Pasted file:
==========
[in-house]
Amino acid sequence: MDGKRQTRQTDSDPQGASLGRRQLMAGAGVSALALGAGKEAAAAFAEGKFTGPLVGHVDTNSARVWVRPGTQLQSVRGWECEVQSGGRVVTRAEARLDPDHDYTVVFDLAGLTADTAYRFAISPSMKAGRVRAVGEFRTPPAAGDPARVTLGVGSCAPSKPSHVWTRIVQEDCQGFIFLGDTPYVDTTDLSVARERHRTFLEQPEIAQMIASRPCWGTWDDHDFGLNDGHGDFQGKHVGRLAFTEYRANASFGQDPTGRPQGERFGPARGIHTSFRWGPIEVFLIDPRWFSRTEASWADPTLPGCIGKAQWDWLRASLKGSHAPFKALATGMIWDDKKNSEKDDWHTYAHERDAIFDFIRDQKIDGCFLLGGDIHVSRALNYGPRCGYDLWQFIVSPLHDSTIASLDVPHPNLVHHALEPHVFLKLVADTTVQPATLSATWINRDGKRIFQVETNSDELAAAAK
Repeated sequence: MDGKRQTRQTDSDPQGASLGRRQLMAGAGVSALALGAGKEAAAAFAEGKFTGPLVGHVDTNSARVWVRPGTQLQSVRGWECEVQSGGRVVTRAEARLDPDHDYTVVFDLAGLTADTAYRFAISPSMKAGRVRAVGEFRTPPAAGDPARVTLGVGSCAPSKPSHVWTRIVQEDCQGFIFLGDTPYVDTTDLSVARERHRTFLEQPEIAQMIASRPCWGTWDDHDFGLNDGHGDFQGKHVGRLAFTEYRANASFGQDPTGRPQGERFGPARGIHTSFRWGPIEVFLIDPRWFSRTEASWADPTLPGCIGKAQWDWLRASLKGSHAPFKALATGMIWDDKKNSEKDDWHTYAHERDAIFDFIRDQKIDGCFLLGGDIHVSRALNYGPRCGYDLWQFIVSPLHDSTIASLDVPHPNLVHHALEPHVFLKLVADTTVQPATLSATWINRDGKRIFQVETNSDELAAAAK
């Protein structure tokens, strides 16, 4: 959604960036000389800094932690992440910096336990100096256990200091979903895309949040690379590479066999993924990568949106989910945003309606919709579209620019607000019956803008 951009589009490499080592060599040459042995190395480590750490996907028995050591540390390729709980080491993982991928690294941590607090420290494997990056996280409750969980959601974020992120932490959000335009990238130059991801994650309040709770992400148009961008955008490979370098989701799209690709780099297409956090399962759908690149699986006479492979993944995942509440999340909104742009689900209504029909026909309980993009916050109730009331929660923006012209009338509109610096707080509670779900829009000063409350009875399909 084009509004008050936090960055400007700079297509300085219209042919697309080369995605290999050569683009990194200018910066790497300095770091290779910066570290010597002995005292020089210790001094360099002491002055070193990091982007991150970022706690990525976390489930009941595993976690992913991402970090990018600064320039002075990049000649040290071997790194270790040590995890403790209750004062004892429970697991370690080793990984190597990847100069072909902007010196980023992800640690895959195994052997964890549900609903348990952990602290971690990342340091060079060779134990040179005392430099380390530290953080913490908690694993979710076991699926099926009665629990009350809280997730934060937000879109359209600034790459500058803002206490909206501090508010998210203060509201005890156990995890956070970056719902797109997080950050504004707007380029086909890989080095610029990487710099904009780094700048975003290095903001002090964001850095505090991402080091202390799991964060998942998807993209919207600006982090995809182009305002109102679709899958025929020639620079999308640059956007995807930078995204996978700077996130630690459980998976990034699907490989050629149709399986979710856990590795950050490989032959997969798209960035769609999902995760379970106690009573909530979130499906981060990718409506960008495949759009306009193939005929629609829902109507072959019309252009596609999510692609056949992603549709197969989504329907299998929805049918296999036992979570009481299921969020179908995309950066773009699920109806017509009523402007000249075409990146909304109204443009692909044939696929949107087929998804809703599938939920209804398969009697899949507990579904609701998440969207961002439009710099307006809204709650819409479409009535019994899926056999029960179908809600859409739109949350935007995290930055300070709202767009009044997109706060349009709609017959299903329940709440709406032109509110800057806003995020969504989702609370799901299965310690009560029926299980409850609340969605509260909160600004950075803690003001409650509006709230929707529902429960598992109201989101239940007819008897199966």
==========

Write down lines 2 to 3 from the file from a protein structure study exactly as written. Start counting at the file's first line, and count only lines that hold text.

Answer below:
Amino acid sequence: MDGKRQTRQTDSDPQGASLGRRQLMAGAGVSALALGAGKEAAAAFAEGKFTGPLVGHVDTNSARVWVRPGTQLQSVRGWECEVQSGGRVVTRAEARLDPDHDYTVVFDLAGLTADTAYRFAISPSMKAGRVRAVGEFRTPPAAGDPARVTLGVGSCAPSKPSHVWTRIVQEDCQGFIFLGDTPYVDTTDLSVARERHRTFLEQPEIAQMIASRPCWGTWDDHDFGLNDGHGDFQGKHVGRLAFTEYRANASFGQDPTGRPQGERFGPARGIHTSFRWGPIEVFLIDPRWFSRTEASWADPTLPGCIGKAQWDWLRASLKGSHAPFKALATGMIWDDKKNSEKDDWHTYAHERDAIFDFIRDQKIDGCFLLGGDIHVSRALNYGPRCGYDLWQFIVSPLHDSTIASLDVPHPNLVHHALEPHVFLKLVADTTVQPATLSATWINRDGKRIFQVETNSDELAAAAK
Repeated sequence: MDGKRQTRQTDSDPQGASLGRRQLMAGAGVSALALGAGKEAAAAFAEGKFTGPLVGHVDTNSARVWVRPGTQLQSVRGWECEVQSGGRVVTRAEARLDPDHDYTVVFDLAGLTADTAYRFAISPSMKAGRVRAVGEFRTPPAAGDPARVTLGVGSCAPSKPSHVWTRIVQEDCQGFIFLGDTPYVDTTDLSVARERHRTFLEQPEIAQMIASRPCWGTWDDHDFGLNDGHGDFQGKHVGRLAFTEYRANASFGQDPTGRPQGERFGPARGIHTSFRWGPIEVFLIDPRWFSRTEASWADPTLPGCIGKAQWDWLRASLKGSHAPFKALATGMIWDDKKNSEKDDWHTYAHERDAIFDFIRDQKIDGCFLLGGDIHVSRALNYGPRCGYDLWQFIVSPLHDSTIASLDVPHPNLVHHALEPHVFLKLVADTTVQPATLSATWINRDGKRIFQVETNSDELAAAAK